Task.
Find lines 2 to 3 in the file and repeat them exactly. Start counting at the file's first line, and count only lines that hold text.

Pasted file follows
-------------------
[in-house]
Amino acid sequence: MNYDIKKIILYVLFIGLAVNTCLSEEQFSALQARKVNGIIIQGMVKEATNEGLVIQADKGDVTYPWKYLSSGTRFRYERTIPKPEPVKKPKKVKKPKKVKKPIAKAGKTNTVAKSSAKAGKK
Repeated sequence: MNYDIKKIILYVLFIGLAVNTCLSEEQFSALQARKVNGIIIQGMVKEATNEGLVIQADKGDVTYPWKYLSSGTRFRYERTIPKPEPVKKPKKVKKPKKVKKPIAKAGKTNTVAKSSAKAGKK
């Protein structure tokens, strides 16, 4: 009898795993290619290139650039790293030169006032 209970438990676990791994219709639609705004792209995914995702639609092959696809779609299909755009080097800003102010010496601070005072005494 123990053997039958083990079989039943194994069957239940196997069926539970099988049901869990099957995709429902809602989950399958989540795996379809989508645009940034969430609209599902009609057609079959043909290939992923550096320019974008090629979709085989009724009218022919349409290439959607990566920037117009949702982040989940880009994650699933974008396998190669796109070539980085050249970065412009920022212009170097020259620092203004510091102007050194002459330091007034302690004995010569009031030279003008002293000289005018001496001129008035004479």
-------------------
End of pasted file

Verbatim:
Amino acid sequence: MNYDIKKIILYVLFIGLAVNTCLSEEQFSALQARKVNGIIIQGMVKEATNEGLVIQADKGDVTYPWKYLSSGTRFRYERTIPKPEPVKKPKKVKKPKKVKKPIAKAGKTNTVAKSSAKAGKK
Repeated sequence: MNYDIKKIILYVLFIGLAVNTCLSEEQFSALQARKVNGIIIQGMVKEATNEGLVIQADKGDVTYPWKYLSSGTRFRYERTIPKPEPVKKPKKVKKPKKVKKPIAKAGKTNTVAKSSAKAGKK